�Mrs. Durham said she was giving us the pictures from her private collection,� said Coy Johnson, president of the board of trustees for the church. �She said she wanted a home for them, and we were more than willing to give them a home. We were tickled to death that she thought of us.��

Durham’s list of professional credentials is impressive.

In 1974, she was the first woman elected to the Salmagundi Club, the century-old center for American art. She has studied with some of the most talented artists in the world and was awarded an honorary doctorate from the International Academy of Contemporary Art in Belgium.

She’s a charter member of the National Museum of Women in the Arts in Washington, D.C. and the International Museum of Women in San Francisco.

She has taught art in the Fort Worth public school system and has been an artist in residence for the Texas Commission on the Arts.

�The Texas Commission on the Arts was fun,� Durham said. �I spent 20 hours a week painting and 20 hours a week teaching. I taught in Marshall and Cooper. It was a great time.�

Durham is a member of “Who’s Who in American Art,” and she also belongs to the International Society of Experimental Artists. 

Her work has been singled out for a host of honors, including an Artist Showcase Award at the 1997 Manhattan Arts International Annual Competition, Best of Show in the 2003 ISEA in Chicago and the Award of Excellence from the National League of American Pen Women in Washington, D.C.

She won a gold medal in the 1993 Belgium Grand Prix, one of the most prestigious of all modern art shows.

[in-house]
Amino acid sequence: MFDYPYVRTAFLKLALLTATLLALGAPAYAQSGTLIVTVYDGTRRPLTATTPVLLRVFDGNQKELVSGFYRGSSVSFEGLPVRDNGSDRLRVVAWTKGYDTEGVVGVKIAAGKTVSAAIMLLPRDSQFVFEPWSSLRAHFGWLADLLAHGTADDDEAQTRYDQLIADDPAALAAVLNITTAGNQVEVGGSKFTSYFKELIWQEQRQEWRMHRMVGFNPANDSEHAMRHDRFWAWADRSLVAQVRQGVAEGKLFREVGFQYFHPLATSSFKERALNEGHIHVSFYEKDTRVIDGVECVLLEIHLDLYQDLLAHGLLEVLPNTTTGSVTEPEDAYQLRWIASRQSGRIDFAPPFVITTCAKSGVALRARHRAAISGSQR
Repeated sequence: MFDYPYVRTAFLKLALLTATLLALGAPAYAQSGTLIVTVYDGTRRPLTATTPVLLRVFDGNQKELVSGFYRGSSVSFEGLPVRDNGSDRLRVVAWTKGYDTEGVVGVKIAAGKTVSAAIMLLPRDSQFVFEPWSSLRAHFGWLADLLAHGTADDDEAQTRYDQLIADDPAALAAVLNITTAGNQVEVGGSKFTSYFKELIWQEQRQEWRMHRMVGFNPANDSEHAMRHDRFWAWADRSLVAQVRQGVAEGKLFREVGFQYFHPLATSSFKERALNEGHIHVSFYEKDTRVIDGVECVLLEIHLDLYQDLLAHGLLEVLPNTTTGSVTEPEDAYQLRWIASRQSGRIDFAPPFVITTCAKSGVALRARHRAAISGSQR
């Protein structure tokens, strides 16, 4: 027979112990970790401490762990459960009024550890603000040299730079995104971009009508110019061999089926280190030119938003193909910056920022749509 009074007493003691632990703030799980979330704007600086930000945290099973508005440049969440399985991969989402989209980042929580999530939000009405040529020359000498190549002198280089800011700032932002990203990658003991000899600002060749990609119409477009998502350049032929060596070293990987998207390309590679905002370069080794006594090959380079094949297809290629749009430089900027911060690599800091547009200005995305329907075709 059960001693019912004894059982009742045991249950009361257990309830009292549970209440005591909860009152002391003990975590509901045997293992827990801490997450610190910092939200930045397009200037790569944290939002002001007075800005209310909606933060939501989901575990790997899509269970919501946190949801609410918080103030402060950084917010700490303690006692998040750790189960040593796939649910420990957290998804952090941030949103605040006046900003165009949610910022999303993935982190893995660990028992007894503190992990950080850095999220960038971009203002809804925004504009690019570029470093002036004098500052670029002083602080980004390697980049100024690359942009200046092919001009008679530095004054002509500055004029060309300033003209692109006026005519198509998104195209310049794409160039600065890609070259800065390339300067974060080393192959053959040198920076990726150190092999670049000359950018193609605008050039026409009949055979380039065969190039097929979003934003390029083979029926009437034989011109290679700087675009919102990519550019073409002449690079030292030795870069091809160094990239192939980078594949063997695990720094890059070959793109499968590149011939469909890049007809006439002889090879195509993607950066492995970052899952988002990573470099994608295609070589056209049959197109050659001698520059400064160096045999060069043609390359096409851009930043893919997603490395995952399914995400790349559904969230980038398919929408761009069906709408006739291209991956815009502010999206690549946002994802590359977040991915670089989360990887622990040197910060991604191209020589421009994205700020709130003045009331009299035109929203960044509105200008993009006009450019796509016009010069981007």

In 2006, Durham was chosen to receive the Samuel Leitman Memorial Award by the Salma-gundi Club. 

She’s been featured in numerous newspaper and magazine articles. In 1999, her powerful “Angel of Faith and Hope” (see illustration) was selected as the cover for Manhattan Arts.

�This painting was created in my studio and has an accompanying story,� Durham said in an article on www.art-exchange.com. �In May of 1987, I was pouring paint for some abstractions and at the same time mourning the death of my son John who died a sudden death at the age of 24.� This angel appeared.� I stopped pouring paint and placed the work aside.� Several days later I finished the painting by airbrushing around the central figure. I feel this was divinely inspired and is a message to all grieving parents over the loss of a child.� Death is not the end.� It is a doorway to Heaven where we will be reunited.�

Ten of Durham’s pieces, including the award-winning “Cosmos Patterns,” are on permanent display on the campus of Tarelton State University in Stephenville. 

Durham has been asked to submit a piece for the third International Women’s Peace Conference, July 10-15, at the Adam’s Mark Hotel in downtown Dallas.

These days, Durham completes two to three pieces a month. 

�I put on really good music. I meditate and then I paint until I�m tired,� the artist said of the creative process.

She continues to develop her talent, working with multiple mediums in a style called “encaustic,” using using heated beeswax to which colored pigments are added. 

Durham says she settled on the medium because it required a “whole different mindset” than traditional art. 

�I heard about it� and saw the work of Maxine Masterfield (founder of the International Society� of Experimental Artists),� Durham said.�

Durham’s work features triangles and circles. Her choice of colors is astounding and full of impact. Her work is ethereal and other-worldly, evoking the heavens and a spectacular, far-flung universe, full of wonder.

�I like to paint the invisible,� Durham said. �That�s what I really want to do.�

Her work can be found at the Upstairs Gallery in Arlington, the Blue Moon Gallery in Grapevine and at Woodbine Furniture in Fort Worth.

The artist is also available at her home studio at 817-244-3807.